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3 Thanksgiving superfoods you shouldn’t skip

It wouldn't be Turkey Day without these classic ingredients, but there are excellent reasons to eat them on other days, too: They're delicious, easy to cook, and each happens to be a nutritional superstar.
/ Source: Bon Appetit

It just wouldn't be Thanksgiving without these classic ingredients. But there are excellent reasons to eat them on other days, too: They're delicious, they're easy to cook, and each happens to be a nutritional superstar.

  • How to buy: Peak season for cranberries runs from October through December, though frozen cranberries are available year-round. You can stock up on fresh cranberries when in season and store them in the freezer. Whether fresh or frozen, cranberries are typically packaged in 12-ounce plastic bags, though you can sometimes find loose fresh berries during their season. Look for plump, firm berries that are bright red and shiny. Ripe berries should bounce, lending cranberries the alternative name "bounceberries." Sweetened dried cranberries are also widely available in supermarkets.

  • How to use
  • How to store: Because of their high acidity, cranberries store exceptionally well. Fresh cranberries, either in their original plastic bag or tightly wrapped, will keep in the refrigerator for up to 2 months. Frozen cranberries will keep up to a year.
  • How to buy: Look for small to medium sprouts (the bigger ones often have less flavor). They should be bright green, with the leaves tightly wrapped. Brussels sprouts are in season from late August through March, and are sometimes sold on the stalk at farmers' markets and good produce markets.

  • How to use: Before cooking, prep Brussels sprouts by removing any tough or shriveling outer leaves and cutting a small X in the stem end of each sprout, to help ensure the interior cooks in the same amount of time as the exterior, preventing overcooking. To cook Brussels sprouts, drop them into boiling, salted water and let simmer for no more than 8 to 10 minutes, until they are crisp-tender. Sautéing Brussels sprouts in butter, oil, or rendered fat caramelizes their surface, bringing out their sweet, nutty flavor. You can sauté the leaves by themselves, or blanch whole Brussels sprouts and either halve or slice them before sautéing.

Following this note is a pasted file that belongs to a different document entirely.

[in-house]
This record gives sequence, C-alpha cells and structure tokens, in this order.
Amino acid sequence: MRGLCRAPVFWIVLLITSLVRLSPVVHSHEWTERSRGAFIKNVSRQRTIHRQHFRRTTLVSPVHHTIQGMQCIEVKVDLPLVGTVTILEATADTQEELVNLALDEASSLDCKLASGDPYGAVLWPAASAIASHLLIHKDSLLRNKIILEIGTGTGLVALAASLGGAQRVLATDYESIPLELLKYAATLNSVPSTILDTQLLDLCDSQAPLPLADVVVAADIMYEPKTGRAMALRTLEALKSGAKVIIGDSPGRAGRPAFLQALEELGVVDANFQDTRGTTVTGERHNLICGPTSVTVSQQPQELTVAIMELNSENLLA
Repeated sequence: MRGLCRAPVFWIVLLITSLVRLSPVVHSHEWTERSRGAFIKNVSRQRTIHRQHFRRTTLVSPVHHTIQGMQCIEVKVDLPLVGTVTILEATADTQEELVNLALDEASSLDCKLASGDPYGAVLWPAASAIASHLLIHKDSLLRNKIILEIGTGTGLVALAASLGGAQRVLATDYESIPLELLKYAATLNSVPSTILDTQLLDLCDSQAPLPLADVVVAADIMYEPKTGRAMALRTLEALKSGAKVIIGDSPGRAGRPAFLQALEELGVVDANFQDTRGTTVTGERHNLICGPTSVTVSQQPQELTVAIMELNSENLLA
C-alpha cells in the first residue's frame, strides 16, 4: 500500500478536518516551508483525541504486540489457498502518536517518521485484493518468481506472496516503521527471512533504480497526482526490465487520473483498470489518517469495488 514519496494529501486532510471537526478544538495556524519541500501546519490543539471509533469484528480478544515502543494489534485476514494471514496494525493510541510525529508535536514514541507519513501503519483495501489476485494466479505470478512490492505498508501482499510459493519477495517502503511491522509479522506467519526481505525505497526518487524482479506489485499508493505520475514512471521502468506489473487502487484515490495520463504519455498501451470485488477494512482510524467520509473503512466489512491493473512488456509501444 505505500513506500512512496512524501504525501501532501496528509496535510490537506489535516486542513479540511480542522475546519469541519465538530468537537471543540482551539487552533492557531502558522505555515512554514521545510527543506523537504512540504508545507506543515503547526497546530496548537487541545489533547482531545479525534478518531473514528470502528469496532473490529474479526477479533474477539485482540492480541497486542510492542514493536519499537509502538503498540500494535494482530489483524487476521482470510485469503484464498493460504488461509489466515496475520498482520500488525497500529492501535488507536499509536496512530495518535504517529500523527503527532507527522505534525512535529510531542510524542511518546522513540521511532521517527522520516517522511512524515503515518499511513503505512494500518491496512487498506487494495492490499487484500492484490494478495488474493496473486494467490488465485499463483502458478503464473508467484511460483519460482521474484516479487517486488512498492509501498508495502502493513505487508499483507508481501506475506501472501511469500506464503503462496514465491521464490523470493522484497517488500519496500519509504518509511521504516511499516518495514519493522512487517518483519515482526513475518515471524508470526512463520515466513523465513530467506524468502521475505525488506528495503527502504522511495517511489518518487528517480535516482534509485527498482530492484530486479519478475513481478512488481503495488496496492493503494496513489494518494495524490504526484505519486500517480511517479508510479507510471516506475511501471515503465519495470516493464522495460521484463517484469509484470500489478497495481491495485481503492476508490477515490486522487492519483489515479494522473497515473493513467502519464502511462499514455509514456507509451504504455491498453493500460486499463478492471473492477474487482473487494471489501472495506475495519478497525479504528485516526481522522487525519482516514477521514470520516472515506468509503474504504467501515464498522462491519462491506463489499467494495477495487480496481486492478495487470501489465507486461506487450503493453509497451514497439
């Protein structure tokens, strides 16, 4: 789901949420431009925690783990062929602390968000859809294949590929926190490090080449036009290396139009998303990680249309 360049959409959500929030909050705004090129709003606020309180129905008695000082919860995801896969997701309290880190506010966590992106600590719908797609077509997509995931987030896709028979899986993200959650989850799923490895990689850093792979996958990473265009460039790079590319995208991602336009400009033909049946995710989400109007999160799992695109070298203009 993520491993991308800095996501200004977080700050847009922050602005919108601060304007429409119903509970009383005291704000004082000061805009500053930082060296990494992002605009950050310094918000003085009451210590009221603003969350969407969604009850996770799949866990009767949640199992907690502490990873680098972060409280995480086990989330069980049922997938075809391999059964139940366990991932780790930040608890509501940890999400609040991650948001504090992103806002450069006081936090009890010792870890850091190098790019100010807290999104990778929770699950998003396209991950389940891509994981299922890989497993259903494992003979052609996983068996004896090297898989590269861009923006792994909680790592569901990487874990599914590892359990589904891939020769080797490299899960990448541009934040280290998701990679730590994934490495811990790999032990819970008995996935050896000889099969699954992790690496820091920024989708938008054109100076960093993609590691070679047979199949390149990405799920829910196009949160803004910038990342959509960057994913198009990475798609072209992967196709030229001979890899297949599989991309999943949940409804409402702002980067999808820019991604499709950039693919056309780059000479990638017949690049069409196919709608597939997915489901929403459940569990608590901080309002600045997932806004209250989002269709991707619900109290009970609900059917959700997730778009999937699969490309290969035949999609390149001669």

• How to store: Refrigerate Brussels sprouts unwashed in an air-tight bag for up to a week.
  • How to use: Sweet potatoes can be mashed, roasted, baked, boiled, or sautéed, and can also be made into sweet-potato chips or fries.

  • How to buy: Sweet potatoes are available year-round, and are at their peak during the winter. Choose small to medium sweet potatoes that are heavy for their size. Avoid any with bruises or signs of sprouting. Orange-fleshed sweet potatoes should have uniformly colored skin. The skin of light sweet potatoes is naturally more mottled.

  • How to store: Keep sweet potatoes in a cool, dark place for up to a week. Do not refrigerate (chilling can cause sweet potatoes to develop a permanently hard center).